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Ricotta & Chive Gnocchi


I recently posted gnocchi in a brown butter sage sauce that was delicious. That was the first time I’d made gnocchi in probably 25 years. It was fun! When I was at my local library for the lecture by The Beekman Boys for their new 1802 Heirloom Cookbook, I saw that Amanda Hesser and Merril Stubbs were going to be there this coming Monday promoting their new cookbook Food 52. I had never heard of this book (trust me, I own enough cookbooks already), but Erin, one of the librarians at the library, was explaining the book to me, so I checked it out on Amazon. It was really highly reviewed, so I decided to order a copy and bring it with me to the Library. I kind of liked getting out of the house at night!

There were so many delicious recipes in the book that I can’t wait to try, but while Amanda was home from college this weekend she was really looking for some of Mama’s comfort food. She asked me to make meatloaf’s for her that we froze and she took home in her suitcase. Apparently one fell out of her carry-on onto the kid ¬†sitting next to her who exclaimed “sick!”. ¬†She also had me make my spicy hummus, which she took home in small containers, and she made some of the chocolate chip cookies I recently posted to bring down to her friends, too. We decided this gnocchi recipe should be the first one we tried. They were terrific. The crust from frying them after you boil them made them extra yummy. I added

Ricotta and Chive Gnocchi

Recipe from The Food 52 Cookbook by Amanda Hesser & Merril Stubbs. Adapted (slightly), by Crafty Farm Girl, November, 2011.

Serves four to six

3 Russet potatoes
2 Eggs
1 c. ricotta
1/2 cup grated parmesan
1/3 cup chives
2 cups Flour (making sure you have extra on hand for rolling them later)
6 tablespoons butter
6 tablespoons olive oil
Kosher salt & pepper

Bring a large pot of water to boil and add the russet potatoes. Boil for 45 minutes, draing the water through a colander, and let the potatoes cool. Following what I learned from the earlier gnocchi recipe, I peeled and riced the potatoes carefully while still hot and spread them out to cool on a rimmed baking sheet. Discard the skins.


Once the potatoes have cooled down, add the eggs and stir into the mixture. Once the eggs have been incorporated, stire in the ricotta, parmesan, and chives.


At this point, the mixture should be very thick, but it needs to be thick and maliable as dough. Add the flour and stir together until you get that consistency. I found this easiest to do by turning the mixture out onto a clean work surface and kneading it until it came together. Continue kneading, flouring the work surface as necessary, until it’s more dough-like and doesn’t stick to everything in sight. Cut the dough into 4 pieces.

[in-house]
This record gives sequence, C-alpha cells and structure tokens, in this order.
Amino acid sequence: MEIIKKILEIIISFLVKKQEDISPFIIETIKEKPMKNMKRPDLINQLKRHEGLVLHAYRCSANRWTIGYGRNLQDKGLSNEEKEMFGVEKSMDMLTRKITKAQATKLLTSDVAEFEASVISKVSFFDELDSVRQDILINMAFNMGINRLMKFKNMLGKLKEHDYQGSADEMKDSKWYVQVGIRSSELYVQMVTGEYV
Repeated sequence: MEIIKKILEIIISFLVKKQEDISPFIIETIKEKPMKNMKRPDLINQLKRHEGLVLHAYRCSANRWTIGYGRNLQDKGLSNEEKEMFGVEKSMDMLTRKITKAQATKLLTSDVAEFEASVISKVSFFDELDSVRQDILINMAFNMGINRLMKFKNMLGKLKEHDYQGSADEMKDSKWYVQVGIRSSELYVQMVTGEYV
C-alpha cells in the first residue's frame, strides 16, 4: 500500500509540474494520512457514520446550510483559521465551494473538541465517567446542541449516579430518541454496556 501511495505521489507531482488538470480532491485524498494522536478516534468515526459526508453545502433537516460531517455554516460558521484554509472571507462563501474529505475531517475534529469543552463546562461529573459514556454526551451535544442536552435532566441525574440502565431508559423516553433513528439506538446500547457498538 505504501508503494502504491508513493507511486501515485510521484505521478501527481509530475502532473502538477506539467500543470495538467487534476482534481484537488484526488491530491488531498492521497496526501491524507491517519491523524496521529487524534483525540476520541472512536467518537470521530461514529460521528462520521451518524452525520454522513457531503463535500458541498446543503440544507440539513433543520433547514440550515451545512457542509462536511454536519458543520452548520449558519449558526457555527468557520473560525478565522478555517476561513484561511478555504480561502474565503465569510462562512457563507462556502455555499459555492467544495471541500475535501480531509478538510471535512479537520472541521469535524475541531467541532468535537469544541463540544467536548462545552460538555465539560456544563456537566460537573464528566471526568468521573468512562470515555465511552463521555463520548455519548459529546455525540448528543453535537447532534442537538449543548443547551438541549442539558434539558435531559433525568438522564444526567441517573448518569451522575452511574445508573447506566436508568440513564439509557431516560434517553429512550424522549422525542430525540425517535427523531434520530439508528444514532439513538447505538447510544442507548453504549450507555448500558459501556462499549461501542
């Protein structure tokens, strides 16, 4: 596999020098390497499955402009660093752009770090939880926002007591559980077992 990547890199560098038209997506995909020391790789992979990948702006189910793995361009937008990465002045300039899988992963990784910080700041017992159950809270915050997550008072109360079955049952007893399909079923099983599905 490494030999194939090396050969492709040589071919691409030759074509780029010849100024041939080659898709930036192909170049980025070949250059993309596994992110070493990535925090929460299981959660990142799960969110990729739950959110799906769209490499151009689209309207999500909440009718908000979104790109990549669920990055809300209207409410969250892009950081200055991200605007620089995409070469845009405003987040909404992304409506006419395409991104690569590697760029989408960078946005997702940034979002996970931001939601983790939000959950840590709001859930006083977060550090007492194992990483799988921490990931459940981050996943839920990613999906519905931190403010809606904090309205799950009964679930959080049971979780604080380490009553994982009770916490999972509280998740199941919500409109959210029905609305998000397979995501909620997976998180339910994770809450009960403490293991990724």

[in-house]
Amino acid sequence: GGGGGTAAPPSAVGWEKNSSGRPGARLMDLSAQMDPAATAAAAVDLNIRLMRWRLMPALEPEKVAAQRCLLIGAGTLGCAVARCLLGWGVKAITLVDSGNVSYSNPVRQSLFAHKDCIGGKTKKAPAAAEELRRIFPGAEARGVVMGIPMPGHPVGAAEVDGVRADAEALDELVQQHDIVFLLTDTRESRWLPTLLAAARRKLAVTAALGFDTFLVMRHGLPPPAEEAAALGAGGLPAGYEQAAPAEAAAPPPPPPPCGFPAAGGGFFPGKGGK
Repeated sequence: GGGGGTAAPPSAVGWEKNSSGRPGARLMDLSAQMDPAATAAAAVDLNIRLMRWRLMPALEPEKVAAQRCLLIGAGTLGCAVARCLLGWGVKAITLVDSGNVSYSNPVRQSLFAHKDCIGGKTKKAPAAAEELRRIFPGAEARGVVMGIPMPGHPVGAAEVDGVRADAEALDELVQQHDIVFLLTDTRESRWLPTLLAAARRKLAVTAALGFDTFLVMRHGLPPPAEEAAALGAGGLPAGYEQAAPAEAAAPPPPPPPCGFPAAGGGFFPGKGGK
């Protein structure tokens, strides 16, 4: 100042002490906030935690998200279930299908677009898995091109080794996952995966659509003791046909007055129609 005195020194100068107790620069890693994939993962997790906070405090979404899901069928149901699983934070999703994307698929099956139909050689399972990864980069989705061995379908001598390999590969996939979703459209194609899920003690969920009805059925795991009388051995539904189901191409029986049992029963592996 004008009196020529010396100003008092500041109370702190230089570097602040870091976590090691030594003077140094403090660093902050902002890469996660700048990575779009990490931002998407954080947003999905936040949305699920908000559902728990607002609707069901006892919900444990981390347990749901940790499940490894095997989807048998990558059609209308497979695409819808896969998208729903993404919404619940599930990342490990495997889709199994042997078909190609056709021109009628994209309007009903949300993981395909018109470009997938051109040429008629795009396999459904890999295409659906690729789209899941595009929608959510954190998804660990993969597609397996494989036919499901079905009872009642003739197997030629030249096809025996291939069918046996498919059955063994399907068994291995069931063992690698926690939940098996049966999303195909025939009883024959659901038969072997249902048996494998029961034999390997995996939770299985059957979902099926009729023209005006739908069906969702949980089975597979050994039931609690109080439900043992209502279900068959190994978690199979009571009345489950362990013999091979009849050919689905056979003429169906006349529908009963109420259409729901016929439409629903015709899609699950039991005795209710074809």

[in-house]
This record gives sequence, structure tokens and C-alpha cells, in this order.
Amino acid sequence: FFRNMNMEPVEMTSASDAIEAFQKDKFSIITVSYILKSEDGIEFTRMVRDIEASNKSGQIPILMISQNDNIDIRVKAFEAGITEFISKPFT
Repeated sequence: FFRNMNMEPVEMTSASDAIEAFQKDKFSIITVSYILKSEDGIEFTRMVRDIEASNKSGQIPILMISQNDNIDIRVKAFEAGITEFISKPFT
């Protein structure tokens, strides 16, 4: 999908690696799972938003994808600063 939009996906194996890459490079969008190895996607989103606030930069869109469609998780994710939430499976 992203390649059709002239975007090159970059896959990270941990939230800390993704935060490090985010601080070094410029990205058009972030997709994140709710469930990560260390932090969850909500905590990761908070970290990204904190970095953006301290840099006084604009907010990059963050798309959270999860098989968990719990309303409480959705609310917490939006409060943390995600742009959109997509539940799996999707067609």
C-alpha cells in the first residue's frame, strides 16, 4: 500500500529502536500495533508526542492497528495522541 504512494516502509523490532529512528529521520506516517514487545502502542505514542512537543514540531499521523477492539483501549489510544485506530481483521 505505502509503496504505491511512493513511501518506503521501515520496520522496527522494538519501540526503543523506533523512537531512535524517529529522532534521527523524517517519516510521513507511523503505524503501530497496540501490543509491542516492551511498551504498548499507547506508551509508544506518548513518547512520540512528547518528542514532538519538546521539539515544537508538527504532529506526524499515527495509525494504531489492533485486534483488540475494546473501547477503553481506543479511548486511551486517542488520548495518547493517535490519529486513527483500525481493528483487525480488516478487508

Begin rolling the dough, a section at a time, with your hands as if you’re forming a large snake. I found it easiest to cut the coil into two pieces about half-way through to make it easier to work with. Continue rolling until you form rolls that are no bigger than a quarter in circumference. (Any bigger and you’ll have difficulty cooking them.) I probably made mine about the size of a nickel around.


From the skinnier rolls, take a knife or pinch off little sections and roll them around in the palm of your hand to make the gnocchi. You may need to continue dredging them in a little flour as you go, which is fine. Set all the finished gnocchi on a large plate to the side. I found it easiest to cut all the gnocchi, and then I went and rolled each one to form a more evenly rounded shape.


Once all the gnocchi have been formed. Dump them into a boiling pot of hot, salted water. Boil the gnocchi for five minutes to ensure their centers are nice and dense. (They will automatically start popping up to the top of the pot once they’re cooking, but make sure you give them a little extra time in the water.)


Drain the boiled gnocchi through a colandar or remove from the boiling water with a strainer. Then, in a very large saute pan over medium high heat, add two tablespoons of oil and butter. Add just enough gnocchi to the pan where they have enough space to get a light, brown crust around them. I seasoned them with salt and pepper in the pan. Add more oil, butter, and gnocchi when the first batch is done. When plating the gnocchi, lightly season them with a little kosher salt, parsley, or extra chives and some grated parmesan.






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Comments

  1. Omg! I wish I came home from work to your cooking every night…that looks delish!

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